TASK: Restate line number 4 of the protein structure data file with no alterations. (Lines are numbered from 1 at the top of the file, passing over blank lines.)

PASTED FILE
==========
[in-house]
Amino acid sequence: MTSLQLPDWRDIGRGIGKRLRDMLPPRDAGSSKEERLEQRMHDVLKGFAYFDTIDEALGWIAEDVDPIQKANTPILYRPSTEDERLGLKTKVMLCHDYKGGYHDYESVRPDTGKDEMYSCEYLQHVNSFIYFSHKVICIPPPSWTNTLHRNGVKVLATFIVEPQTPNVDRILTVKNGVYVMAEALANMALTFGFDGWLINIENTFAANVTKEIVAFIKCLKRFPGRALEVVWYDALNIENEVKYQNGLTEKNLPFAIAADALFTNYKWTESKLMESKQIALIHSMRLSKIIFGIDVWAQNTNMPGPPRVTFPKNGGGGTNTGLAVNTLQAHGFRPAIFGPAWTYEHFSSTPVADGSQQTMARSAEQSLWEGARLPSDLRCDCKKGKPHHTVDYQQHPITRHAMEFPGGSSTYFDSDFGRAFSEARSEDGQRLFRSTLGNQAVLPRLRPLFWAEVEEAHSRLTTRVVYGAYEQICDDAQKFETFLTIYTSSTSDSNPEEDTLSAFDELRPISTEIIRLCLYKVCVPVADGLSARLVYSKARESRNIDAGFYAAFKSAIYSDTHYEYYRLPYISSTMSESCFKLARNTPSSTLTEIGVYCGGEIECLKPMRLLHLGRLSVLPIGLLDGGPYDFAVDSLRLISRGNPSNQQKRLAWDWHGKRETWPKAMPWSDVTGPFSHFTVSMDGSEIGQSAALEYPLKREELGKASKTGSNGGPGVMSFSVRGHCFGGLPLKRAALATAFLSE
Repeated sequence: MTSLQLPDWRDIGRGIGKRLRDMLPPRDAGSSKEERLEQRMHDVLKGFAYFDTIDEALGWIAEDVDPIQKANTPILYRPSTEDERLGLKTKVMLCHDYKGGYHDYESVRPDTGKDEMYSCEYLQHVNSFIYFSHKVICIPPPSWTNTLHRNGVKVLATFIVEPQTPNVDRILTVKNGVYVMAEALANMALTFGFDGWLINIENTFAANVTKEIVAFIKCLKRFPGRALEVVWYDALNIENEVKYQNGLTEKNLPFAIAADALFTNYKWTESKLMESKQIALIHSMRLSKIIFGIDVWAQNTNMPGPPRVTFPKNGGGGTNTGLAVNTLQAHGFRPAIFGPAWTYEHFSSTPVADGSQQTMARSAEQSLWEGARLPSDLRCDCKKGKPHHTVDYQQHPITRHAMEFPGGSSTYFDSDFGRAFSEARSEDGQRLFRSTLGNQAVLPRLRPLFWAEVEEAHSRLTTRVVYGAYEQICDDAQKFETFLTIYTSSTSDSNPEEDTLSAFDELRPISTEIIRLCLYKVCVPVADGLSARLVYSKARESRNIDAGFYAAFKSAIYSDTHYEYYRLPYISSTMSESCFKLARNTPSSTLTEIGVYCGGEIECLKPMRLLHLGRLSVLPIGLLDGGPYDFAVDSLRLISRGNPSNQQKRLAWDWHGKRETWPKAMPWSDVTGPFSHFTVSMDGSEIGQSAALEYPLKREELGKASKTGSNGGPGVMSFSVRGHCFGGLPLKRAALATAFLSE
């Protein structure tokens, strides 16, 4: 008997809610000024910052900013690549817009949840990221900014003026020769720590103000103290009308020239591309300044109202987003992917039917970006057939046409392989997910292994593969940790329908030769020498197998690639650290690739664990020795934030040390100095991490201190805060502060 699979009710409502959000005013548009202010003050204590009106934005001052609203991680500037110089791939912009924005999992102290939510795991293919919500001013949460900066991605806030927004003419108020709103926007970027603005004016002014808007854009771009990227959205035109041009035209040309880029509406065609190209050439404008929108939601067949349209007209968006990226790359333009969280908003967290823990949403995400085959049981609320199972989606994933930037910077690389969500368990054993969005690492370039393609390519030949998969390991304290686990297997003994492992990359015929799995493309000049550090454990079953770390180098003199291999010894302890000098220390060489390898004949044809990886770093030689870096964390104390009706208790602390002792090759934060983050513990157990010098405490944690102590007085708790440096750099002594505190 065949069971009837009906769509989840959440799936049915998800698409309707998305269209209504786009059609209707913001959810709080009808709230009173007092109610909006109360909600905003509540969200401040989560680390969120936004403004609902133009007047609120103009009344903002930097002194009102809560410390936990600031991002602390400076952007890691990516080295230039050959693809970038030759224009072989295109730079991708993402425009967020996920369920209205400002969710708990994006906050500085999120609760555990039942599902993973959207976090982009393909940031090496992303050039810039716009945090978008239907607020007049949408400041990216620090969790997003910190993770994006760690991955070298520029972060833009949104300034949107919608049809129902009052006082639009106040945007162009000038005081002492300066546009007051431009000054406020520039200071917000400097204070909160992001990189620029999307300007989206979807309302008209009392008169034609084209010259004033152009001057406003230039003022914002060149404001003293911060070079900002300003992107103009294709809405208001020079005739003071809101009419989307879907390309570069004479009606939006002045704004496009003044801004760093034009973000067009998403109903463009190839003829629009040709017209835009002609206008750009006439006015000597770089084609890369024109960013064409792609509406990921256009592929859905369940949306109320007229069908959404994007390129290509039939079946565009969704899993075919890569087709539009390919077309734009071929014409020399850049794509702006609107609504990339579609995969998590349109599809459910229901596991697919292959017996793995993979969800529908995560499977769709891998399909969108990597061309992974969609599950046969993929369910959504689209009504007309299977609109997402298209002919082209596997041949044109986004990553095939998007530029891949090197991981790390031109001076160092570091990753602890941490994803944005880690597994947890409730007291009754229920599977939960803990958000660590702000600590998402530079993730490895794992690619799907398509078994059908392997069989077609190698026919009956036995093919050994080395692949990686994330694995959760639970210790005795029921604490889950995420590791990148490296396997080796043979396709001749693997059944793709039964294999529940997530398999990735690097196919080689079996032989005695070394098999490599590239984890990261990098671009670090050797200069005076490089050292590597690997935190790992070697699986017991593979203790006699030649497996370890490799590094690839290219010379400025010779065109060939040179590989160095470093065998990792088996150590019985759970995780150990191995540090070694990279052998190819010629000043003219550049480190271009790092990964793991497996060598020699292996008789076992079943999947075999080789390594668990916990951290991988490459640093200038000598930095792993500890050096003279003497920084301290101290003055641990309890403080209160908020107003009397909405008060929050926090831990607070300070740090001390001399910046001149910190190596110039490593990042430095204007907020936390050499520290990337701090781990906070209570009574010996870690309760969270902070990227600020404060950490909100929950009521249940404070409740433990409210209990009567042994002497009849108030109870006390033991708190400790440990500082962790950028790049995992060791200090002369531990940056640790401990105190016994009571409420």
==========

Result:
């Protein structure tokens, strides 16, 4: 008997809610000024910052900013690549817009949840990221900014003026020769720590103000103290009308020239591309300044109202987003992917039917970006057939046409392989997910292994593969940790329908030769020498197998690639650290690739664990020795934030040390100095991490201190805060502060 699979009710409502959000005013548009202010003050204590009106934005001052609203991680500037110089791939912009924005999992102290939510795991293919919500001013949460900066991605806030927004003419108020709103926007970027603005004016002014808007854009771009990227959205035109041009035209040309880029509406065609190209050439404008929108939601067949349209007209968006990226790359333009969280908003967290823990949403995400085959049981609320199972989606994933930037910077690389969500368990054993969005690492370039393609390519030949998969390991304290686990297997003994492992990359015929799995493309000049550090454990079953770390180098003199291999010894302890000098220390060489390898004949044809990886770093030689870096964390104390009706208790602390002792090759934060983050513990157990010098405490944690102590007085708790440096750099002594505190 065949069971009837009906769509989840959440799936049915998800698409309707998305269209209504786009059609209707913001959810709080009808709230009173007092109610909006109360909600905003509540969200401040989560680390969120936004403004609902133009007047609120103009009344903002930097002194009102809560410390936990600031991002602390400076952007890691990516080295230039050959693809970038030759224009072989295109730079991708993402425009967020996920369920209205400002969710708990994006906050500085999120609760555990039942599902993973959207976090982009393909940031090496992303050039810039716009945090978008239907607020007049949408400041990216620090969790997003910190993770994006760690991955070298520029972060833009949104300034949107919608049809129902009052006082639009106040945007162009000038005081002492300066546009007051431009000054406020520039200071917000400097204070909160992001990189620029999307300007989206979807309302008209009392008169034609084209010259004033152009001057406003230039003022914002060149404001003293911060070079900002300003992107103009294709809405208001020079005739003071809101009419989307879907390309570069004479009606939006002045704004496009003044801004760093034009973000067009998403109903463009190839003829629009040709017209835009002609206008750009006439006015000597770089084609890369024109960013064409792609509406990921256009592929859905369940949306109320007229069908959404994007390129290509039939079946565009969704899993075919890569087709539009390919077309734009071929014409020399850049794509702006609107609504990339579609995969998590349109599809459910229901596991697919292959017996793995993979969800529908995560499977769709891998399909969108990597061309992974969609599950046969993929369910959504689209009504007309299977609109997402298209002919082209596997041949044109986004990553095939998007530029891949090197991981790390031109001076160092570091990753602890941490994803944005880690597994947890409730007291009754229920599977939960803990958000660590702000600590998402530079993730490895794992690619799907398509078994059908392997069989077609190698026919009956036995093919050994080395692949990686994330694995959760639970210790005795029921604490889950995420590791990148490296396997080796043979396709001749693997059944793709039964294999529940997530398999990735690097196919080689079996032989005695070394098999490599590239984890990261990098671009670090050797200069005076490089050292590597690997935190790992070697699986017991593979203790006699030649497996370890490799590094690839290219010379400025010779065109060939040179590989160095470093065998990792088996150590019985759970995780150990191995540090070694990279052998190819010629000043003219550049480190271009790092990964793991497996060598020699292996008789076992079943999947075999080789390594668990916990951290991988490459640093200038000598930095792993500890050096003279003497920084301290101290003055641990309890403080209160908020107003009397909405008060929050926090831990607070300070740090001390001399910046001149910190190596110039490593990042430095204007907020936390050499520290990337701090781990906070209570009574010996870690309760969270902070990227600020404060950490909100929950009521249940404070409740433990409210209990009567042994002497009849108030109870006390033991708190400790440990500082962790950028790049995992060791200090002369531990940056640790401990105190016994009571409420």